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Mom Lockerbie bombing: Child lost in Pan Am bombing, a mother's adamant search

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The mom of a Lockerbie bombing victim recently discovered that her child, a son, was lost in the Pan Am bombing that killed dozens of Syracuse University students. A new interview via CNN with the saddened mother reveals her anguish and surprising find on a quest that has only recently come to light. Although Carol King Eckersely didn’t know even by this summer 2013 that her missing son, Kenneth Bissett, perished in the devastating attack in 1988, the mother’s adamant search to discover her son yielded the tragic find that he had died years ago. A new report on the headline reveals that the mother never even knew her son's name because she had promised not to look for him in the past. The Epoch Times tells the sad story and what new details are known this Monday evening, Dec. 16.

A young and unsure mother, Carol-King Eckersley was a new mom that chose to give up her son Kenneth Bissett shortly after she had given birth to the newborn child. Although she decided to give him up for adoption, the recent death of her husband encouraged the woman to begin searching the U.S. for the whereabouts of her long-lost child.

While visiting a new lead that led her to a memorial site, the mom found she had a tragic connection to the Lockerbie bombing: her son had been one of the students killed in the blast. Eckersley saw a photo of her child, and due to the likeness he bore to her own father, she was almost certain that the 21-year-old male at the time was her own son. Over 270 people died in the plane explosion, and Syracuse University victim Kenneth Bissett was one of them.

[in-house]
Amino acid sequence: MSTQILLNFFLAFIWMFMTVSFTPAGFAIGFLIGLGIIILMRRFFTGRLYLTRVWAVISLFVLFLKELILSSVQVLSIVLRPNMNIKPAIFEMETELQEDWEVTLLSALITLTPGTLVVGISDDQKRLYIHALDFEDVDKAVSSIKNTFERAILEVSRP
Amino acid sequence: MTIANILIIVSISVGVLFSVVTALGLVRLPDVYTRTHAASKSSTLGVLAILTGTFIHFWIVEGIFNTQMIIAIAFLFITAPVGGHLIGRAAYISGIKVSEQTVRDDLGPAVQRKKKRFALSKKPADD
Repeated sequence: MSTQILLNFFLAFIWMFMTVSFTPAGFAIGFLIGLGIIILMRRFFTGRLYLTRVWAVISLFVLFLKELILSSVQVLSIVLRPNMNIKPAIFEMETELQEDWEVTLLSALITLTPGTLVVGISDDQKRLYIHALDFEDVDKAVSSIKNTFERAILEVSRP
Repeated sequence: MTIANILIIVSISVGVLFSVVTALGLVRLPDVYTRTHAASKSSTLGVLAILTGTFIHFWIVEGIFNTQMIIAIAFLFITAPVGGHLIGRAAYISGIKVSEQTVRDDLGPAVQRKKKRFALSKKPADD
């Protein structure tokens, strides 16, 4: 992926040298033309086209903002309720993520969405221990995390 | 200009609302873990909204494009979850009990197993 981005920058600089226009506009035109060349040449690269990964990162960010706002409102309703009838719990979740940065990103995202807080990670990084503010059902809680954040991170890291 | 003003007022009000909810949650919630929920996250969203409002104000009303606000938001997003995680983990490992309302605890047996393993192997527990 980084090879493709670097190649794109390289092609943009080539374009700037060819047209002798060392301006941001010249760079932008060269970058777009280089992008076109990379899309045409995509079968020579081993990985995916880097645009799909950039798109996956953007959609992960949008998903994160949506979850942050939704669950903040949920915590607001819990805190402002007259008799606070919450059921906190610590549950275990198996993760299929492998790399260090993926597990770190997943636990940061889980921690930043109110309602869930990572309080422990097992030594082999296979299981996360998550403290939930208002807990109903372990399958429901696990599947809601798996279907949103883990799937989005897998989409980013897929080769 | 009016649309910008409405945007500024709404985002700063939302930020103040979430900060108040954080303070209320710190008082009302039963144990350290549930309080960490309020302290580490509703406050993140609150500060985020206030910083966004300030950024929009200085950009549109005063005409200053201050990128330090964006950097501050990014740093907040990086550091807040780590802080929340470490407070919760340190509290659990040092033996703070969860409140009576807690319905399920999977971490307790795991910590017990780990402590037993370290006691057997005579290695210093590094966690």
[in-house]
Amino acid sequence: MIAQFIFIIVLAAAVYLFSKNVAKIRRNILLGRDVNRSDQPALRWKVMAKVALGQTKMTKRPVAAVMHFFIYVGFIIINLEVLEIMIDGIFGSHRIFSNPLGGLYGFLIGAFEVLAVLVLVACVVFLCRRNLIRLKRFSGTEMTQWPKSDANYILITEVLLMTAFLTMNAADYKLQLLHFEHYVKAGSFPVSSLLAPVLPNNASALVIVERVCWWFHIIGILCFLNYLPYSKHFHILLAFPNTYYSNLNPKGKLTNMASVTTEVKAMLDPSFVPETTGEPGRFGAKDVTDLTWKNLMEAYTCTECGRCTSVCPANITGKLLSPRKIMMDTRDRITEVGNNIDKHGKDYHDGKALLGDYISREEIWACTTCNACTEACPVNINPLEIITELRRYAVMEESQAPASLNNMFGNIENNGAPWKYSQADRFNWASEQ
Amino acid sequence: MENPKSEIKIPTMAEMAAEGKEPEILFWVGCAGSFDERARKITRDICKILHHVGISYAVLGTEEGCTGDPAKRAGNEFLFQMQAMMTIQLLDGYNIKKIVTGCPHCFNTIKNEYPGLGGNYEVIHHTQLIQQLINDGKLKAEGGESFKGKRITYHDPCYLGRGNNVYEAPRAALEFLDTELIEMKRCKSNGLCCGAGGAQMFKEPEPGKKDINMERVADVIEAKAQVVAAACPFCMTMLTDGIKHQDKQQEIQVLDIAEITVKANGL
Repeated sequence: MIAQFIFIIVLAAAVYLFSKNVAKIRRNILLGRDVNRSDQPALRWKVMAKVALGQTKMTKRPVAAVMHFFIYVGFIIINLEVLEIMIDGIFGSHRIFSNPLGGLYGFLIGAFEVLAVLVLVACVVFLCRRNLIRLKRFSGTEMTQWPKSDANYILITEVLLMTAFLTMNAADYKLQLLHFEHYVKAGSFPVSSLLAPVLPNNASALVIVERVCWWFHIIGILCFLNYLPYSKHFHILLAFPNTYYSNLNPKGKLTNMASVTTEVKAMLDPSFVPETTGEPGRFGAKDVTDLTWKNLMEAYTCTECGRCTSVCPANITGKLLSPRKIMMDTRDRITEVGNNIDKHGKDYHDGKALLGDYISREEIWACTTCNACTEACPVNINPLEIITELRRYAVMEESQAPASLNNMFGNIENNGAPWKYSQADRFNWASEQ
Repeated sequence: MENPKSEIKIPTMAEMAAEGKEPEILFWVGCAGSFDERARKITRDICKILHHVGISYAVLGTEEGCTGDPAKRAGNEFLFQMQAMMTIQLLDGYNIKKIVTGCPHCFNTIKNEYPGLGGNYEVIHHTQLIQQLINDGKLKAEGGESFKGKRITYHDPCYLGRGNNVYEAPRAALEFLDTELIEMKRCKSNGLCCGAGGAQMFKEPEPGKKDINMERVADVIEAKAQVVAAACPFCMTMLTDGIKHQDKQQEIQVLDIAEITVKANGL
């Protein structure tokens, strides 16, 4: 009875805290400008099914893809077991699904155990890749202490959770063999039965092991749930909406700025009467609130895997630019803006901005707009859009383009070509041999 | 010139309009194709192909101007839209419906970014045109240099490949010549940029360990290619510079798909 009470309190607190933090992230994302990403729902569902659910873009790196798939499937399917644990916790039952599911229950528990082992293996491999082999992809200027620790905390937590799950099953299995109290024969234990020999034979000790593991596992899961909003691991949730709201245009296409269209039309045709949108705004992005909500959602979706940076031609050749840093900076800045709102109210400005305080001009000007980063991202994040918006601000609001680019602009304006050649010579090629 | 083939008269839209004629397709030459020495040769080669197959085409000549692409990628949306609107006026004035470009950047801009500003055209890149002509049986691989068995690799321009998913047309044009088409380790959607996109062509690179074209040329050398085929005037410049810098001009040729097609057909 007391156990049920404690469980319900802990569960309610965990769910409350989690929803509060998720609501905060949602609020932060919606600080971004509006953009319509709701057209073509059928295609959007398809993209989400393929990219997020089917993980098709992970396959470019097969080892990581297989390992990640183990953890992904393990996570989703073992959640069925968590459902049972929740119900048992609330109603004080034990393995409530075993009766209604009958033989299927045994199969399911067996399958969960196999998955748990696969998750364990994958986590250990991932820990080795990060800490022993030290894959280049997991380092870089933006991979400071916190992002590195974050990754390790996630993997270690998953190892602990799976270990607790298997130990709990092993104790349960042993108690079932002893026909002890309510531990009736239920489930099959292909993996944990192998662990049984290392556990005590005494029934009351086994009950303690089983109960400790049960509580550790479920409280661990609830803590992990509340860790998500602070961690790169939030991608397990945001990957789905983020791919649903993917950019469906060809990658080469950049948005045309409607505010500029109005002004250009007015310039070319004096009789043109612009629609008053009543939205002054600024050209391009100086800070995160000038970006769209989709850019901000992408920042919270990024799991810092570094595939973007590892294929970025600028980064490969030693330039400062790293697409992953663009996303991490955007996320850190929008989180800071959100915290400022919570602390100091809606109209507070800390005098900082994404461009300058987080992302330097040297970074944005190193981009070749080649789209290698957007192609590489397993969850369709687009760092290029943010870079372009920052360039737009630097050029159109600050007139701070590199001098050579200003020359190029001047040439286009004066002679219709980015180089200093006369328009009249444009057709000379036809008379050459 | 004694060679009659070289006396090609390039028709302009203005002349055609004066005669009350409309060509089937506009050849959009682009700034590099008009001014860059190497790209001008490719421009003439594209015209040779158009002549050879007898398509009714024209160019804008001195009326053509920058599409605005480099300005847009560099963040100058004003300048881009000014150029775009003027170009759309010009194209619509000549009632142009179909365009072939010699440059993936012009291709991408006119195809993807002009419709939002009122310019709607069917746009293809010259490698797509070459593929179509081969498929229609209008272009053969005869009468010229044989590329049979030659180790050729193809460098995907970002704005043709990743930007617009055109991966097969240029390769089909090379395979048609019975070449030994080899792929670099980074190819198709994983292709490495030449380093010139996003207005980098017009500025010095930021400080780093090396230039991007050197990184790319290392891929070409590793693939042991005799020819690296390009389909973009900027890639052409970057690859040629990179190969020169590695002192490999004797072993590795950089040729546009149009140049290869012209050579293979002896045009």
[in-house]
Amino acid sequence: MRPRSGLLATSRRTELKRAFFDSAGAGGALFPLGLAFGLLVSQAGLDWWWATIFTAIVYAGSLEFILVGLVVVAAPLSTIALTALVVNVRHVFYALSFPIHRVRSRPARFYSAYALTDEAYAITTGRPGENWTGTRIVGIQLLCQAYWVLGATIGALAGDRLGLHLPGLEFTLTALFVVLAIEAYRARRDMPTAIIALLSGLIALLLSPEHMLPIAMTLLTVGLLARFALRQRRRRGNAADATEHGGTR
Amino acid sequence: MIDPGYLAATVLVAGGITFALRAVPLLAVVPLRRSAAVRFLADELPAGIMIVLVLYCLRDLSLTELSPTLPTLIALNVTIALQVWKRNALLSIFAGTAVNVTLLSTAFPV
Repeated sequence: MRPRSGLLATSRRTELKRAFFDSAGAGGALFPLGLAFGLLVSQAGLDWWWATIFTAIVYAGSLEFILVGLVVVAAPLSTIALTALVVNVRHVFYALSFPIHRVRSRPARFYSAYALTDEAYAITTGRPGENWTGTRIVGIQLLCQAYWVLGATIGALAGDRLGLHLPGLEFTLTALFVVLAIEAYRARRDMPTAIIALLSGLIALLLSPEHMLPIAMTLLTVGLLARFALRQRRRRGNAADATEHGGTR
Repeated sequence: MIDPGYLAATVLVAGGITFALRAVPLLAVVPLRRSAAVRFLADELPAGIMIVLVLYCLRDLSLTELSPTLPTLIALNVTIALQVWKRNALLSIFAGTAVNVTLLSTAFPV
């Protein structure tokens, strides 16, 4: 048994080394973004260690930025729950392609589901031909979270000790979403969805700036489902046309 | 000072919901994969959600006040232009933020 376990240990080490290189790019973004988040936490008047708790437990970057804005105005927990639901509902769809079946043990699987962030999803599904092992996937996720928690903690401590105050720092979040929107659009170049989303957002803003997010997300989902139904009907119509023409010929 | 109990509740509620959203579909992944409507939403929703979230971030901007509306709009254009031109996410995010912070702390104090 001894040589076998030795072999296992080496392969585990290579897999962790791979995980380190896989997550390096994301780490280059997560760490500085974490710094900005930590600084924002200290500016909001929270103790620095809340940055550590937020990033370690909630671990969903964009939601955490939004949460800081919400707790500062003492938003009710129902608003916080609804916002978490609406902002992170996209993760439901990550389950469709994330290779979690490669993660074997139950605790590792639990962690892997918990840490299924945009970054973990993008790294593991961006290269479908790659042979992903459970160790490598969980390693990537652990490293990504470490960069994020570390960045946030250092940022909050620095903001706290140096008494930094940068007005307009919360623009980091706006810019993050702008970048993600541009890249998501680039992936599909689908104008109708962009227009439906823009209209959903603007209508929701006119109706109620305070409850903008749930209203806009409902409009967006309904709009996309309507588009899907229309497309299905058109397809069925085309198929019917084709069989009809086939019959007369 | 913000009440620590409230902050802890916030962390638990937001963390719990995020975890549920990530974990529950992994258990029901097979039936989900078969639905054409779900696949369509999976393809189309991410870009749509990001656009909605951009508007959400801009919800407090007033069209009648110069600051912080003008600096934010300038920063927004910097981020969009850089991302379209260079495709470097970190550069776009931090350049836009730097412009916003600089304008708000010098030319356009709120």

The mom Lockerbie bombing incident began making top news headlines once the heartbroken mom’s adamant search to find her son turned up with the devastating discovery. Her child had been flying on the Pan Am flight.

“She didn’t know her son’s name, because she kept her promise to not look for him or interfere in his life, she told BBC.”

“It became a kind of double tragedy,” she said. “I found him and I lost him on the same day.”

At the time of the boy’s death, Bissett was studying as a junior at Cornell University, and was working with Syracuse University as part of a study abroad program over in London. The 1988 Lockerbie bombing was something that the mom remembered happening in her lifetime, but never knew it would affect her in such a direct and distressing way.

The flight exploded abruptly while flying low over Dumfries and Galloway in Scotland, killing everyone on board plus 11 people on the ground.

“I’m still in the semi-numb part after you lose a loved one,” said King-Eckersley. “Even though I didn’t have him with me physically he was always in my heart. I thought of him pretty much every day.”



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